The Czech Republic’s Film Foundation spotlights the best unrealised domestic scripts
- All three winning screenplays in the main category already have producers attached
The Czech Republic’s Film Foundation is an initiative that aims to support preparation for screenwriting in the field of domestic fiction filmmaking. The institution spotlights domestic projects through its annual scriptwriting competition, which is now celebrating 15 years of existence. During this period, the Film Foundation has supported 100 projects by 105 scriptwriters with the total sum of €412,214, while 13 projects have successfully been produced and released. An array of previous winners have recently been finished, including Marek Epstein’s script for the Agnieszka Holland-directed biopic Charlatan [+see also:
interview: Agnieszka Holland
film profile], which was unveiled at this year’s Berlinale; Petr Václav’s epic period biopic Il Boemo (see the news); Pavel Göbl’s tragicomedy Silent Companion, which will be released on 1 October; the period drama Kryštof [+see also:
film profile] by Zdeněk Jirásky; and Petr Zelenka’s dramedy Droneman [+see also:
interview: Petr Zelenka
film profile] (see the news), which was released prior to the shutdown of cinemas in early February.
The winning class of 2020 consists mostly of projects by scriptwriters from the younger generation. The foundation supported four unrealised feature-length fiction scripts, including through the handing out of an award in the “Star of Tomorrow” category. Among this year’s laureates is author Jan Němec, whose 2014 biographical novel A History of Light is being adapted for the big screen, with his scriptwriting debut, Bicycles (Kola). The road movie follows two boys fleeing from a children’s home in Russia through Eastern and Central Europe – on bicycles. The jury called the powerful and clearly written script “an indirect metaphor for the ruthless cycle of life emerging from a problematic social background”.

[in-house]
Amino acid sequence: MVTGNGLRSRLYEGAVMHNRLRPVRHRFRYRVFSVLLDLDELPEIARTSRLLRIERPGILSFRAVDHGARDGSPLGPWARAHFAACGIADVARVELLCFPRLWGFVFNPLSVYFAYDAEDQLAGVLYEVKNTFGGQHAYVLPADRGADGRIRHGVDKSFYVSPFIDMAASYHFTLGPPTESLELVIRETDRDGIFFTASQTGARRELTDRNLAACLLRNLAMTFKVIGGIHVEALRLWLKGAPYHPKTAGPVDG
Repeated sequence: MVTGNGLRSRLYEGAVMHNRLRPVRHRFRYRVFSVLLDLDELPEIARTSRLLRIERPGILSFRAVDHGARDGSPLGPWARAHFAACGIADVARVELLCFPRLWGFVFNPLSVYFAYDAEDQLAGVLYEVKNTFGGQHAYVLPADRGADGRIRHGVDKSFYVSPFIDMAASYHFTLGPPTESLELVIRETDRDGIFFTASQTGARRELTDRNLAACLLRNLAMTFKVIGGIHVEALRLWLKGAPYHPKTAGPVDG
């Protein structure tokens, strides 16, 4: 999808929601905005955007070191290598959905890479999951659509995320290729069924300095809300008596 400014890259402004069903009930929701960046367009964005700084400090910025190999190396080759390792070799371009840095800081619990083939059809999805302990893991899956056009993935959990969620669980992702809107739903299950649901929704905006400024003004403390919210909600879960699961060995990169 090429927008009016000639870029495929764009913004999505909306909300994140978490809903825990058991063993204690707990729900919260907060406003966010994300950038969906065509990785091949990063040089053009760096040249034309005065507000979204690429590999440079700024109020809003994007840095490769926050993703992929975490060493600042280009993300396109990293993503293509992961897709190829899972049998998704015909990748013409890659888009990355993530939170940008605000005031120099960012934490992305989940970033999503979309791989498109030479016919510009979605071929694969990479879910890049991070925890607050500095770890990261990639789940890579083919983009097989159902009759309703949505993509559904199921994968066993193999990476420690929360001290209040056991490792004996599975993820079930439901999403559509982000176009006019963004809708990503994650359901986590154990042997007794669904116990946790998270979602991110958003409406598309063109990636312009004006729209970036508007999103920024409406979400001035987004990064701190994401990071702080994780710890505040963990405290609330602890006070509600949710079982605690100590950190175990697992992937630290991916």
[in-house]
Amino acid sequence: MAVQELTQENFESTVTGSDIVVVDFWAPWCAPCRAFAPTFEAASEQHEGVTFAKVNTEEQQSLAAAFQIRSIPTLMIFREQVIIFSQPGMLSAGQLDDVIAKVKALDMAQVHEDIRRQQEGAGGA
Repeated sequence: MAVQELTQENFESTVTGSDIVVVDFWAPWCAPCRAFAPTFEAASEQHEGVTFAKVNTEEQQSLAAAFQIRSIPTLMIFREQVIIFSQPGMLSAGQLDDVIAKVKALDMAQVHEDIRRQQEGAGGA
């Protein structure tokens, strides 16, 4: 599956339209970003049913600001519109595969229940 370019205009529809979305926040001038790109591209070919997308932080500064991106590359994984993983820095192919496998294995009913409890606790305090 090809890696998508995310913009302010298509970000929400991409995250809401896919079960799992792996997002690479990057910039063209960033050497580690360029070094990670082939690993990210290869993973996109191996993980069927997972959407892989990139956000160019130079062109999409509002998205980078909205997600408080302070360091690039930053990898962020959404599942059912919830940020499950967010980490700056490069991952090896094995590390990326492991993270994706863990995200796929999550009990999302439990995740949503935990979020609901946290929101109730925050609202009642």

Film editor and director Evženie Brabcová and experienced writer, director and producer Benjamin Tuček (whose most recently released project was Trash on Mars [+see also:
interview: Benjamin Tuček
film profile] – see the news) received an award for their team effort Wilderness (Divočina), Brabcová’s scriptwriting debut. “The scriptwriters portrayed characters that are lost during the search for meaning in their lives – or at least for peace – persuasively, as well as the atmosphere of impending catastrophe, even though each of them sees it differently,” noted the jury. The story sees a female protagonist fleeing from an abusive husband with her two little daughters, finding refuge in her childhood cottage, where her father, who suffers from pathological fears about the end of the world, lives.
Writer-director Michal Hogenauer, who debuted last year with A Certain Kind of Silence [+see also:
interview: Michal Hogenauer
film profile], won the last award in the main category with the script for Last One Out Turn Off the Lights (Poslední zhasne). “The script ties in with the message of the Czechoslovak New Wave films, those which inventively employed parables as a means of critical social reflection,” stated the jury about Hogenauer’s chamber drama centring on a neighbourhood conflict on the borderlands, inspired by the works of Franz Kafka.
Finally, the “Star of Tomorrow” Award, intended for scriptwriters under 33 years old without a realised script, went to the director of documentary shorts Albert Hospodářský, who is also readying a feature-length fiction film. His script for Brutal Heat (Brutální vedro) tells a contemporary generational story following a young, male protagonist who has a series of unexpected encounters. “The loop of coincidences is connected to a firm statement about the correlation that surrounds us,” said the jury.
The three winning projects in the main category already have producers attached.
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